Yet, here should be a note of warning… We dare not tack Jesus on the plans we have. We are called to make Him our Master, not our Holy errand boy. We don’t tell Him – He tells us! I recognize the problem of her being his mother makes this lesson more strained than many, but I trust that you recognize the tendency of a believer to fit God into his plans, and not wait on God to direct the plan. Have you ever wondered: “Why didn’t she ask Him?” I think the reason she didn’t ask is a familiar one – because she is like all of us who believe we have a plan so good that even God should recognize it.

She wasn’t perfect, but she was willing to be used by God. Remember the key principle of this lesson…

God can use anyone who is willing to be used. Even the mother that bore a perfect child wasn’t a perfect mom – but God used her mightily.

I don’t know what you remember of your momma. I don’t know if, like me, you think of screen doors banging in the summer time, the wafting aroma of cookies or bread out of the oven, or the smell of our potato soup on the stove. Those, in my mind, are the smells of love and acceptance, protection and being loved.

Mom made home that way. Few things are more powerful than the tears and the prayers of a mother. Few things are more tender than a mother’s hug. Few things are more healing than mom blowing on a skinned knee. Mom doesn’t have to be perfect to be just right for us. Sometimes it is their ornery nature that we cherish the most…

A little girl was sitting and watching her mother wash the dishes at the kitchen sink. She looked closely at her mom and noticed that her mother had several strands of grey hair sticking out that she never saw before. Inquisitive, she asked: “Why are some of your hairs white, mom?” Mom replied, “Every time you do something wrong one of my hairs turns white!” Looking across the room, she smiled and asked “If that is true, then why are ALL of Grandma’s hairs white?”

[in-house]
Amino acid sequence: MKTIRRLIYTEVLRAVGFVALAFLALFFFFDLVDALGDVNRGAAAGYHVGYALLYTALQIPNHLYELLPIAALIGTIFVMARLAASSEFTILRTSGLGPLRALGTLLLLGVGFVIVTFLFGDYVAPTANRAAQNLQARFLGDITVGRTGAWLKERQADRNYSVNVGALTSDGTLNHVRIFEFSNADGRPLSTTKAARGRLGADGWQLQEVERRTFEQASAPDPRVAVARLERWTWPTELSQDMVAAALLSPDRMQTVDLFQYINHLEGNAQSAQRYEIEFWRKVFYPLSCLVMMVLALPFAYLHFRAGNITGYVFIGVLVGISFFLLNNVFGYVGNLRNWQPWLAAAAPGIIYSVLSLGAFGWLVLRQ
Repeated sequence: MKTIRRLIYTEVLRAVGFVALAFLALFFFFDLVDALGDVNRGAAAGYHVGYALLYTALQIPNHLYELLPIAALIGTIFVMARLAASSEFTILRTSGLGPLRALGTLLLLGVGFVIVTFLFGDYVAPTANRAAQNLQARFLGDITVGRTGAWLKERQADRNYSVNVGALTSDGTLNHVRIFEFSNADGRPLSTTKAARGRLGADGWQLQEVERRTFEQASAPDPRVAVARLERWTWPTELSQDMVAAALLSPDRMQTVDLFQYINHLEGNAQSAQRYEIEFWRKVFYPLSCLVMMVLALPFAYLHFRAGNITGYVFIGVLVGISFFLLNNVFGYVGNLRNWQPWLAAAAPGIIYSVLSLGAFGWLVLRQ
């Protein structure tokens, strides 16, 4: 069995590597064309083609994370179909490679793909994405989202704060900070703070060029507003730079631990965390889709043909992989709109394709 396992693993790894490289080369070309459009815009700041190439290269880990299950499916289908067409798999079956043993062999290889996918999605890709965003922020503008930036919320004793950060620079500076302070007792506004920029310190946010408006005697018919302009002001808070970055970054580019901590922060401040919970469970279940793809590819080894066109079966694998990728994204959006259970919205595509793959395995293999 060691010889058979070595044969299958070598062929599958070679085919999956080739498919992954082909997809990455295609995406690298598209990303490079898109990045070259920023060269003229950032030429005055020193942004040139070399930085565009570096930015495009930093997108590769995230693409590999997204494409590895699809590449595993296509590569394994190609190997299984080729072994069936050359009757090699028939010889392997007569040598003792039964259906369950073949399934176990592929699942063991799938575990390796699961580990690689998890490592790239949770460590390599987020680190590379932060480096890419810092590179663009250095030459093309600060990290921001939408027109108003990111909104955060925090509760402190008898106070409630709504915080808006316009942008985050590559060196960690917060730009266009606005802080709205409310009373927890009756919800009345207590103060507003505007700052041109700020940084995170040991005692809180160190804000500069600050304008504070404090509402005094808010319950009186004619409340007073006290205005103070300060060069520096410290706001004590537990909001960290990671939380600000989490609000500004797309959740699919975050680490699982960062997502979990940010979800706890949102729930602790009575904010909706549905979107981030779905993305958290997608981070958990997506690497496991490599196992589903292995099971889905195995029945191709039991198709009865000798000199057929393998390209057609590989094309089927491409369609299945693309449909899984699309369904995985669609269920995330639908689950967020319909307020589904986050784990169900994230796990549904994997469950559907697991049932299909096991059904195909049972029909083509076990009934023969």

Happy Mother’s Day (2016)

Following His Footsteps: “Learning to Listen” – John 11

Julian TreasureAuthor of the book “Sound Business” Julian Treasure knows something about listening. He wrote a book that wasn’t the story of an audio recording studio, nor was it a “how to” book on business practices – it was a book about the need for people to learn to listen in our modern world. Recently, he presented a TED talk in which he observed: “In a world that is filled with noise, we spend 60% of our time in communication listening – but we aren’t very good at it. We retain, on average, about 25% of what we take in. We subconsciously use “tricks” to get meaning from the sounds we hear. For instance:

• We use “pattern recognition”. In a crowded room, we may hear someone mention our name and we look – because we recognize that pattern above the ambient noise of the room.

• We learn to “block out” constant sounds, like the noise of a subway when listening to our friend talk as we walk sit in the metro on our way to work.

• We use “filters” that are encoded by language, culture, values, beliefs, attitudes, expectations and intentions – most of them without any conscious thought. They shape how we receive visual and auditory information.

• We can even close our eyes and use sound to “place ourselves” in the size and space of a room. We are intuitively aware of our location and the number of people around us.

Julian offered a warning that “we are not learning to listen as well as we should”.

There are reasons, he posited. First, as man developed abilities to “record” what was being said – first in writing, now in audio and video – the “premium” on accurate listening diminished. Second, as the cacophony of voices, signs, visual and auditory information was increasingly streamed at us – we became too tired to listen well. As a result, we can easily become impatient in this loud climate, listening for “sound bites” over longer oratory. In addition, the “art of conversation” can quickly be replaced by “personal broadcasting”. The net effect is that we are becoming desensitized. Advertisers know this. Our media companies have become a stream of “sensations, shocks, revelations, furies, scandals and exposes” – simply because media has to scream to get our attention.

I found it interesting that Julian noted that “Listening is our access to understanding,” because that was exactly what I discovered in the text for our lesson in John 11. Let me suggest that without conscious listening we don’t truly communicate at all. What is true in the physical world is also true in the spiritual world – we need to learn to listen. As we study a familiar story from God’s Word today, we will see this clearly…